Stories about parents and their small children – and how they relate - are always interesting to me.
Because I’m a first grade teacher, I’ve seen many different kinds of interactions … from gentle and loving to harsh and impatient.
Most parents are kind to and supportive of their children, so WHO are the sometimes loud, cranky, and obstinate ones? Who could that possibly be?
If you’re a parent, you KNOW how little ones can sometimes be!
I’m not judging; I’m just saying … After all, I’m a parent myself. I understand.
Here are two stories about parents and their children ...
First thing this morning, Amy appeared beside me, upset …
“Joe Joe took my money,” she whimpered. “Four dollars!”
“Oh, don’t say that unless … Did you see him?”
She nodded frantically. “In my desk ….” Sniffling, she dabbed a tissue at her eyes and hiccupped. “My mommy said to tell you.”
“Your mommy? … Wait. When did this happen?”
“Do you mean yesterday… here at school?”
“Okay,” I said, “I’ll see what he has to say.”
In the hall Joe Joe admitted it. “I cleaned out her desk for her.”
“But here’s the important thing,” I told him, “did she ASK you to do that, Joe Joe?”
With sad, pleading eyes, he searched my face and whispered, “But I was only trying to help.” After that, he told me he had taken the money home and put it in his piggy bank … so I asked my assistant to keep the class while I called Joe Joe’s house.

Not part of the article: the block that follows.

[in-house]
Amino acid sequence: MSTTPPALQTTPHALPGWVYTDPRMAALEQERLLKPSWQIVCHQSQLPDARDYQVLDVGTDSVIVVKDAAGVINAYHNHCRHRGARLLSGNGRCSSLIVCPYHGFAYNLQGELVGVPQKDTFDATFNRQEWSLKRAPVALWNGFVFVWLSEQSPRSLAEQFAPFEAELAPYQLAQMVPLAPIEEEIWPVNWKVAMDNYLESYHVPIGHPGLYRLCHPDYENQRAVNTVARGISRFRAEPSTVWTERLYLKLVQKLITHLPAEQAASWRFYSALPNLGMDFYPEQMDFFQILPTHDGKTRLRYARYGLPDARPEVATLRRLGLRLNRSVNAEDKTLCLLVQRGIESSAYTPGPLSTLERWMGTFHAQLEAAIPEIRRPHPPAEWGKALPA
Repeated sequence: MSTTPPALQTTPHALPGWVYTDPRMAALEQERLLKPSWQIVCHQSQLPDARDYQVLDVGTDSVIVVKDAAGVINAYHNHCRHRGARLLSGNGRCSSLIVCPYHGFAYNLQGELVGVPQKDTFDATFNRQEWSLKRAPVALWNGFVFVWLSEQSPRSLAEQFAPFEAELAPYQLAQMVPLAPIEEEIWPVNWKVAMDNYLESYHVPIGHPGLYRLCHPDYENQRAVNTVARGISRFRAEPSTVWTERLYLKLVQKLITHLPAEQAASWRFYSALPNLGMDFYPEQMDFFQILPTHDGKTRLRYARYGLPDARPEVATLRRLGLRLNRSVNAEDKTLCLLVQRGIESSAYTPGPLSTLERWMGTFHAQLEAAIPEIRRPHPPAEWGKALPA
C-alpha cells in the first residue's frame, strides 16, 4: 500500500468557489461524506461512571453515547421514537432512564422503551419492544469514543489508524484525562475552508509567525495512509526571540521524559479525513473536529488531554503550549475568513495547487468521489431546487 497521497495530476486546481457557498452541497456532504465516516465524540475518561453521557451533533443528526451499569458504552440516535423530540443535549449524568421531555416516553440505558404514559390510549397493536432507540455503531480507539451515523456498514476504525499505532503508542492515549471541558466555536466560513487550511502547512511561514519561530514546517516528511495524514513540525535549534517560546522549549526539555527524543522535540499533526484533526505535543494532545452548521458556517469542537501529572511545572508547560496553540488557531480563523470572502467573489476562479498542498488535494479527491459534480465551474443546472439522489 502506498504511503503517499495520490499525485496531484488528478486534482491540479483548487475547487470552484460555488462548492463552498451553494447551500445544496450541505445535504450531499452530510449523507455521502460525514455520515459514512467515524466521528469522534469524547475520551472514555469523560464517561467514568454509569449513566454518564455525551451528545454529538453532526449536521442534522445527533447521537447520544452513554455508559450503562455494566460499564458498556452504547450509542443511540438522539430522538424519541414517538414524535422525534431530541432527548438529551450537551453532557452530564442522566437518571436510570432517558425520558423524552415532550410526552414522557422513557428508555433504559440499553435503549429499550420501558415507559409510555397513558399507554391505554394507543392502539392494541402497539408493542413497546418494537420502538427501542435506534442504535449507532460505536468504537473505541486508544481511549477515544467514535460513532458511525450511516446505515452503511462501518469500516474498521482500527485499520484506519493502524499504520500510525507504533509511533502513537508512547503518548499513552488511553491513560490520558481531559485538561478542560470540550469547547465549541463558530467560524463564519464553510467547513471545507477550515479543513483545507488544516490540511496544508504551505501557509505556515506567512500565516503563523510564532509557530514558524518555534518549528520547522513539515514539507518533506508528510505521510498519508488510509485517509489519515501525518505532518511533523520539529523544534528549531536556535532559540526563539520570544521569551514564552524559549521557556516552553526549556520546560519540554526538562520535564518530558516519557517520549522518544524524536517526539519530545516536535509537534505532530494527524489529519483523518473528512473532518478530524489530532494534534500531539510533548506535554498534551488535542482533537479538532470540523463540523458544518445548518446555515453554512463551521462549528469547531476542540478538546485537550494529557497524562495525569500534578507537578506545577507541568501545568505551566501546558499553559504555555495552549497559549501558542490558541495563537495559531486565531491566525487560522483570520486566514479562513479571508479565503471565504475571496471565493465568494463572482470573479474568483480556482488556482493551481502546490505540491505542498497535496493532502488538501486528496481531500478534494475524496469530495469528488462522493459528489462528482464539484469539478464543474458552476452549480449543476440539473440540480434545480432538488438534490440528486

In a few minutes Joe Joe’s grandfather appeared at the classroom door with some cash.
His grandfather knelt in the hallway, eye-level to Joe Joe. “Aren’t you sorry about it? Why don’t you tell the little girl?”
Then, he lifted Joe Joe’s hands and pushed money into them, closing his hands over Joe Joe’s, so Joe Joe wouldn’t lose any of it.
Dropping his mouth wide opened, Joe Joe stared aghast at the pile of crumpled green bills in his little hands.
At last, he spoke, “Uh … now WHAT do I post to say?”
“Son, just say, ‘I’m sorry.’ ”
Then - I guess to encourage him - his grandfather added, “I’m sure you’ll feel better.”
Just inside the doorway, Amy waited for Joe Joe so we could handle this quietly.
Was he shy, embarrassed?
No! Rushing to her, he eagerly reported, “My papa said he’s sorry … and he hopes you feel better!”
Did he give her the money?
No! With that, he ran from the classroom and yelled down the hall to his grandfather, who was leaving, “I DONE IT, Papa … Just like you said! Does that mean I get to keep the money now?”
Buzz! The school office was calling me on the intercom to let me know that Tommy’s mother and grandmother were on their way to my classroom ... They wanted a minute to quickly hand me something, personally …
I bet I knew what it was.
I bet Tommy did, too. I glanced over at him just as he let out a long sigh.
Recently, Tommy hasn’t been turning in his homework ...
So last night - when I called his mother - she said, “Yes, he’s done some of it, but Mr. Tough Guy refuses to take it back to school.”
“Why’s that?” I asked her.
“Because he didn’t want to do it in the FIRST place! And I know this is affecting his grades, but don’t you worry,” she said, matter-of-factly, “there’ll be a tantrum ... but he WILL FINISH ever bit of that work. And he WILL turn it in.”
Since Tommy hadn’t turned in any of the missing work today, I figured this must be what the visit was about.
Now, at the sound of the rap on the door, I nodded to Tommy. “Your folks are here … Come introduce me.”
He shrugged nonchalantly … but joined me as I opened the door.
“This here’s my grandma,” he said and spun around to walk away.
I touched his shoulder. “Yes, and … ?”
As his mother handed me his work, he scrunched his face into an ugly scowl. Flaring his nostrils like a bull who's ready to charge, he fumed. “And the other one … she’s my BROTHER’S momma!”